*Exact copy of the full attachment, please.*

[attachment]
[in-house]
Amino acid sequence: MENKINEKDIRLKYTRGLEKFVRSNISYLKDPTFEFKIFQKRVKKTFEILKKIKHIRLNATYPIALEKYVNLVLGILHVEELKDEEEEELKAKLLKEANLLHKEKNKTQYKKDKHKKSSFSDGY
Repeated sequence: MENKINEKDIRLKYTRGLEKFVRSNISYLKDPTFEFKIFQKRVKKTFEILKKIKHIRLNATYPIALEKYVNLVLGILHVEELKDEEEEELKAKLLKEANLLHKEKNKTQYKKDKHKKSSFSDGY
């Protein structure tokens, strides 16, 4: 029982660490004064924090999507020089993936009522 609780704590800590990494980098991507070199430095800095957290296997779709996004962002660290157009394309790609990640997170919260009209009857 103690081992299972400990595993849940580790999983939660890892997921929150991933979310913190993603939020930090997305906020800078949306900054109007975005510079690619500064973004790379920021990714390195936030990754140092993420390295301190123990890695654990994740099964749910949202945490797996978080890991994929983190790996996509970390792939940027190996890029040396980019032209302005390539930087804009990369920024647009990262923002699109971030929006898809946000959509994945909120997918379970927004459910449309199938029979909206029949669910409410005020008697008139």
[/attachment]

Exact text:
[in-house]
Amino acid sequence: MENKINEKDIRLKYTRGLEKFVRSNISYLKDPTFEFKIFQKRVKKTFEILKKIKHIRLNATYPIALEKYVNLVLGILHVEELKDEEEEELKAKLLKEANLLHKEKNKTQYKKDKHKKSSFSDGY
Repeated sequence: MENKINEKDIRLKYTRGLEKFVRSNISYLKDPTFEFKIFQKRVKKTFEILKKIKHIRLNATYPIALEKYVNLVLGILHVEELKDEEEEELKAKLLKEANLLHKEKNKTQYKKDKHKKSSFSDGY
């Protein structure tokens, strides 16, 4: 029982660490004064924090999507020089993936009522 609780704590800590990494980098991507070199430095800095957290296997779709996004962002660290157009394309790609990640997170919260009209009857 103690081992299972400990595993849940580790999983939660890892997921929150991933979310913190993603939020930090997305906020800078949306900054109007975005510079690619500064973004790379920021990714390195936030990754140092993420390295301190123990890695654990994740099964749910949202945490797996978080890991994929983190790996996509970390792939940027190996890029040396980019032209302005390539930087804009990369920024647009990262923002699109971030929006898809946000959509994945909120997918379970927004459910449309199938029979909206029949669910409410005020008697008139």